Written byRamya Patelkhana ·
The global anti-money laundering watchdog, the Financial Action Task Force (FATF), is reportedly going to put Pakistan back on its grey list of nations that fail to prevent terror-financing and money laundering.
China and the Gulf Cooperation Council (GCC) withdrew their opposition to include Pakistan on the watch list of the 35-member body that works on consensus's watch list, said reports.
The resolution earlier faced opposition from China, Turkey, and Saudi Arabia (on behalf of GCC). However, in the final voting round, only Turkey supported Pakistan.
However, FATF is yet to release an official statement.
FATF passed the resolution after reviewing the action taken by Pakistan to crack down on the financing of Jamaat-ud-Dawah (JuD) and Falah-e-Insaniyat Foundation (FIF) - linked to Lashkar-e-Taiba's founder Hafiz Saeed.
These groups are on the list of organizations sanctioned by the United Nations Security Council.
Going back on the grey list would be an "embarrassment" for Pakistan; it could damage its economy, too.
Even before the final vote, Pakistan made last-minute efforts to make the international community believe that it was cracking down on Saeed-linked JuD and FIF.
Pakistan said its Anti-Terrorism Act was amended to ban the sanctioned-groups, adding it also took control of several centers, healthcare facilities, dispensaries, etc. run by JuD and FIF.
However, it didn't say anything about acting against LeT founder Saeed.
Pakistan reportedly lobbied Western countries for support; it even asked Russia to stop its inclusion in the FATF watch list. However, the Western powers urged other member nations to back the resolution, and they were successful in the final vote.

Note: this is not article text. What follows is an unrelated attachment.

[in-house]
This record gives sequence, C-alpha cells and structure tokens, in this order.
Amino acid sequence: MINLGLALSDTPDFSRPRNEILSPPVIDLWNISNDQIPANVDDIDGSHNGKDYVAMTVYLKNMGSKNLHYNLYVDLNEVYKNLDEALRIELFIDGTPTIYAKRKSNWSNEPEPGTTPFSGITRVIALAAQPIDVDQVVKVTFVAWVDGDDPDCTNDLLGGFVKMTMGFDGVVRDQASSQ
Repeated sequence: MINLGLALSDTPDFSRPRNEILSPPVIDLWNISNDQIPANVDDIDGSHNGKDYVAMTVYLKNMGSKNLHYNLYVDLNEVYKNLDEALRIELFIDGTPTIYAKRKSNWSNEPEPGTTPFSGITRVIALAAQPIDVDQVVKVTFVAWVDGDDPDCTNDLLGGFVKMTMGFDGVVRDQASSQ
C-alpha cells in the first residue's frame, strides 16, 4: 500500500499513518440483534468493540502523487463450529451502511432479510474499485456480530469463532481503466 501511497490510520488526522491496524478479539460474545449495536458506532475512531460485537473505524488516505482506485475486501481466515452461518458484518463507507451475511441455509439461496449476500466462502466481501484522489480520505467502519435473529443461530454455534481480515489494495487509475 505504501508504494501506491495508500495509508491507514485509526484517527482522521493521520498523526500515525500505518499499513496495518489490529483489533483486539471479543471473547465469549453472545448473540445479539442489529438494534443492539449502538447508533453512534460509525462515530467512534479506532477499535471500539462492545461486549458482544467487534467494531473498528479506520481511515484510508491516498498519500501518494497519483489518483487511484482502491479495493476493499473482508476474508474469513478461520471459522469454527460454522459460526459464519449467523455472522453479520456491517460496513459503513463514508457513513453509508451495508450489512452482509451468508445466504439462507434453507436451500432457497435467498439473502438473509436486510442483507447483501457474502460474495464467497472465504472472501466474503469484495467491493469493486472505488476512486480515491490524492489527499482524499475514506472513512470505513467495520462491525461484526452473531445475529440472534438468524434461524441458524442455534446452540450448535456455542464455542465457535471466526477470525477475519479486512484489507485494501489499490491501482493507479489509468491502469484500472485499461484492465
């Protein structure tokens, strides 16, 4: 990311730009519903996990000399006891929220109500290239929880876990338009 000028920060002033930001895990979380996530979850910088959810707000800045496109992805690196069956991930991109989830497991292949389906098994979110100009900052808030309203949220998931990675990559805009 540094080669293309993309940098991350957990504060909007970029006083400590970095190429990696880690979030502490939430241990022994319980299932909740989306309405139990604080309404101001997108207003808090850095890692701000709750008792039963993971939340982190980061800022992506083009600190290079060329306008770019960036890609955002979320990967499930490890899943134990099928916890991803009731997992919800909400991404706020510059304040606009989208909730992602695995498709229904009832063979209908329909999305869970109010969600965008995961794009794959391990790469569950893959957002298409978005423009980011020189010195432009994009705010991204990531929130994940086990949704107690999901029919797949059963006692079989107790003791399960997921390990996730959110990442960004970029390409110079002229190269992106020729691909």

If a country is included on the global money-laundering watchdog's grey list, it will lead to tighter scrutiny of its transactions from regulators and global financial organizations. If Pakistan is added to the list, doing business, there could become difficult.
Pakistan was on the FATF grey list earlier, too. It was included on the watch list between 2012 and 2015 for money laundering.
Saudi Arabia had initially backed Pakistan as the latter recently announced that it would send over 1,000 military troops to Saudi, doubling the number of its troops there, for training the kingdom's forces. Pakistan already has deployed 1,500 troops in Saudi Arabia.
The resolution for adding Pakistan back to FATF's watch list was moved by the US. It wants to pressurize Pakistan to act against terror-financing and money laundering as the US claims Pakistan isn't doing enough to counter such activities.
The move is also reportedly part of the US's broader strategy for forcing Pakistan to sever its links to the terror outfits in Afghanistan.
Love World news?
Subscribe to stay updated.